A new cancer treatment endorsed Wednesday by the Federal Drug Administration's Oncologic Drugs Advisory Committee is being described by one panel member as "the most exciting thing I've seen in my lifetime."
CAR T-cell therapy, made by Novartis, retrains a patient's immune cells so they target and attack cancer; the cells are removed from the body, sent to Novartis' plant so they can be genetically modified, and then shipped back to the patient for infusion. Novartis is seeking approval for use in children and young adults with leukemia who have relapsed despite undergoing chemotherapy. Stephen Grupp, the oncologist who led Novartis' trial, said most of the patients experienced cytokine release syndrome, which results in fever and flulike symptoms, and some had seizures and delirium.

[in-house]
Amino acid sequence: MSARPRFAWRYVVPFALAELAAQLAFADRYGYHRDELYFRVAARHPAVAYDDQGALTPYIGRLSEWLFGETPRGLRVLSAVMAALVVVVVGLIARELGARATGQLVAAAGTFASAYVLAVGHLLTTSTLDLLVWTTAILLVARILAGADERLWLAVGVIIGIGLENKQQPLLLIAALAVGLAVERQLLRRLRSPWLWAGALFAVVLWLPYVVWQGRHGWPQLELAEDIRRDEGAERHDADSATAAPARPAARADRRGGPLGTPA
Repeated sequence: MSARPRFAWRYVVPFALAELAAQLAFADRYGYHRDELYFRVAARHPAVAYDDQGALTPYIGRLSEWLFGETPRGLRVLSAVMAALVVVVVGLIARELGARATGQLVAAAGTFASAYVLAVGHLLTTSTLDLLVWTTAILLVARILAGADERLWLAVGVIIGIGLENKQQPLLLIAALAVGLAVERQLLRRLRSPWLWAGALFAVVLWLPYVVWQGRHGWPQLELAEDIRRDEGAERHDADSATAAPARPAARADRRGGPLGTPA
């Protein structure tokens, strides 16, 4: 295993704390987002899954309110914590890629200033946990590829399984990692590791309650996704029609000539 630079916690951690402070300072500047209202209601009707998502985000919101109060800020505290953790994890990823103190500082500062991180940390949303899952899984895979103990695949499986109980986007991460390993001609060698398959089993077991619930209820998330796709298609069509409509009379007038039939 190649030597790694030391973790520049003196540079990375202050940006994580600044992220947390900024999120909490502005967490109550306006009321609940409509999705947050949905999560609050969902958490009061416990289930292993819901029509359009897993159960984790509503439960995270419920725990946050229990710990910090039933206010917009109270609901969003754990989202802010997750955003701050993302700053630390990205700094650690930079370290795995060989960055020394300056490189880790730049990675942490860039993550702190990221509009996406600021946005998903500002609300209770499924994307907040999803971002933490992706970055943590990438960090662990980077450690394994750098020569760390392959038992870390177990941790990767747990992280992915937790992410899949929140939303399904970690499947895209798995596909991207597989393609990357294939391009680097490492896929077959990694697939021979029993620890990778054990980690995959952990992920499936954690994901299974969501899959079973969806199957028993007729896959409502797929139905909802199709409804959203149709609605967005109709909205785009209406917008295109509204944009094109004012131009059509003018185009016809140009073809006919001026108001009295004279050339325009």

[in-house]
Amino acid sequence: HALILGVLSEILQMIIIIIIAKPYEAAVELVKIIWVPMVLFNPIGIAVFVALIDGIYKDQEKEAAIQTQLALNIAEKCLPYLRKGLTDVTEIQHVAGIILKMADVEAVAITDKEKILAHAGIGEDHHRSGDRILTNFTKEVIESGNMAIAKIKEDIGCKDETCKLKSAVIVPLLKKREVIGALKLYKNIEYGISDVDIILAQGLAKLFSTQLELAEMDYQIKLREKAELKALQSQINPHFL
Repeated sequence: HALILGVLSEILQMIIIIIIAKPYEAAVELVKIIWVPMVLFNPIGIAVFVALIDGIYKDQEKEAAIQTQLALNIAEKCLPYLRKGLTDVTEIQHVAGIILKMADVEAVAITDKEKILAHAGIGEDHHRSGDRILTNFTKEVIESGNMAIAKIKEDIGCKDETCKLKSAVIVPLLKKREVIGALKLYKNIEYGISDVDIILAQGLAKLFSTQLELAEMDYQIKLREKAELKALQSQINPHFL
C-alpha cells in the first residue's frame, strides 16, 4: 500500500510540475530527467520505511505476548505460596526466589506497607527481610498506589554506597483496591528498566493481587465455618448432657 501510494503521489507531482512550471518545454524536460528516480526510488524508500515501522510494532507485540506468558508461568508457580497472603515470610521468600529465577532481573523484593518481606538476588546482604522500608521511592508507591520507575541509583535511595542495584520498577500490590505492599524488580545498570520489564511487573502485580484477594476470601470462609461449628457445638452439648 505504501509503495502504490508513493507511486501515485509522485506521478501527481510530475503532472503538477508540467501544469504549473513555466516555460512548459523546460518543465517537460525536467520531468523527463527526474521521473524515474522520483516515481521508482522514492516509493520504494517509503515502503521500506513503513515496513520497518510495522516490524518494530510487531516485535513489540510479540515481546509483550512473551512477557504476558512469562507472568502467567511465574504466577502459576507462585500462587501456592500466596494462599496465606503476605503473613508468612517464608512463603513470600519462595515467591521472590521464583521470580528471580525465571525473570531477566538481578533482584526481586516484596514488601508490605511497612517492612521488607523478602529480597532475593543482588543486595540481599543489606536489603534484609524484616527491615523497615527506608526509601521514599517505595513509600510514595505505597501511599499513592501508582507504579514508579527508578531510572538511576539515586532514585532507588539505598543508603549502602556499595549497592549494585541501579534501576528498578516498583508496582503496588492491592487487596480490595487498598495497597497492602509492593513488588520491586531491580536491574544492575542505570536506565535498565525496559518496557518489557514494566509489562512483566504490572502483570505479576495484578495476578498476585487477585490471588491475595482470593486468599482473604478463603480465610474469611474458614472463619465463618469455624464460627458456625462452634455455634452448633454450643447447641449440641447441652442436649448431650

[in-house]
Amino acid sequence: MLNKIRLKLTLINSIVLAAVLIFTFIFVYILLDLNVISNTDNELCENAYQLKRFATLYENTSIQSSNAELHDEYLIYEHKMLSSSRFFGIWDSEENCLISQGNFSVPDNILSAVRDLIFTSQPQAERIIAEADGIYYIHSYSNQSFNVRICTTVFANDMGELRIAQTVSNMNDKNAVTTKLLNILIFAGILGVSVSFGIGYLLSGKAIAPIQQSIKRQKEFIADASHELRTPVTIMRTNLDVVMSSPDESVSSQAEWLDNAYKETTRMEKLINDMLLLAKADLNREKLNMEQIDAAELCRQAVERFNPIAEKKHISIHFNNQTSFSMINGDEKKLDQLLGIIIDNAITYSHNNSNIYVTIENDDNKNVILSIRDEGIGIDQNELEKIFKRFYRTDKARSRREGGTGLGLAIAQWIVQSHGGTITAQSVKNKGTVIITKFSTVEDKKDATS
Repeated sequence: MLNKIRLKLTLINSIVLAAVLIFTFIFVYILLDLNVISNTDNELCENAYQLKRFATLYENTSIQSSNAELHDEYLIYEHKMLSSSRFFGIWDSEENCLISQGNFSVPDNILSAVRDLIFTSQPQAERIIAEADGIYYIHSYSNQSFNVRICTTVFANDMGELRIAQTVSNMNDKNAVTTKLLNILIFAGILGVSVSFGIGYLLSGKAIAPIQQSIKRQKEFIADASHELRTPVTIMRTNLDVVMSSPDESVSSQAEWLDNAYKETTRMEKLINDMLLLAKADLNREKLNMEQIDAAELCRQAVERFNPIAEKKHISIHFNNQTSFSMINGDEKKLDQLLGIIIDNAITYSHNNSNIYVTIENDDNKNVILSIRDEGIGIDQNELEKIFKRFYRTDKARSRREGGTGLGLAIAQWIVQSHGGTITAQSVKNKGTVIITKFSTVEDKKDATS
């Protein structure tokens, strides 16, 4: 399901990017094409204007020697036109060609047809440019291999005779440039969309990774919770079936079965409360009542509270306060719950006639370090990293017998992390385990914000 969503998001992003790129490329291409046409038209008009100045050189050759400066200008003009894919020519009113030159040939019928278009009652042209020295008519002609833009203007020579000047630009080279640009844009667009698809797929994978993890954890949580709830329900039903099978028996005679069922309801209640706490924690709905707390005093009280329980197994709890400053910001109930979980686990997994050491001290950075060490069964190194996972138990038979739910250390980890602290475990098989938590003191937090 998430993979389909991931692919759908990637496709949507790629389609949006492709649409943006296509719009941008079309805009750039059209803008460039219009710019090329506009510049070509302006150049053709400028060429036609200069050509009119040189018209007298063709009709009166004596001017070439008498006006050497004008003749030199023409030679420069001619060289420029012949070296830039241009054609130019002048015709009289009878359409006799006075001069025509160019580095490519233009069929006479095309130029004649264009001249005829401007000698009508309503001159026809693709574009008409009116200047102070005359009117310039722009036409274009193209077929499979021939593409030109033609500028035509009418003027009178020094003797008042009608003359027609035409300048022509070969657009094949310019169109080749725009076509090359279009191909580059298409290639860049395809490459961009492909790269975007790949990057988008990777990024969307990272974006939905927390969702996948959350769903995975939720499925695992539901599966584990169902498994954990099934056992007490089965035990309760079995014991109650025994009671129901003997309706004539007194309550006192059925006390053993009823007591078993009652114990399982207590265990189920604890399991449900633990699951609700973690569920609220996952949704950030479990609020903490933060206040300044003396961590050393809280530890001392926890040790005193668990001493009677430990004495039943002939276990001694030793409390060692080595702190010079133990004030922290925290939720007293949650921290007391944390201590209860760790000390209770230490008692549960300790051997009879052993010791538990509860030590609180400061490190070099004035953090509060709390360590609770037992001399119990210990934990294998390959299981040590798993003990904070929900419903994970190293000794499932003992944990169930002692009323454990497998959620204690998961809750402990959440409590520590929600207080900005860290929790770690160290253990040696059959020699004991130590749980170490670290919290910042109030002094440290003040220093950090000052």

If the FDA approves CAR T-cell therapy, which could happen by the end of September, it would be the first gene therapy cleared for use in the United States. Thomas Whitehead's daughter, Emily, was the first child to go through the treatment, at age six. She had leukemia and was close to death, he said, and while the CAR T-cell therapy nearly killed her, she survived and no longer has cancer, The Washington Post reports. He spoke in front of the Oncologic Drugs Advisory Committee on Wednesday and told them, "If you want to see what a cure looks like for relapsed ALL [acute lymphoblastic leukemia], she's standing right beside me."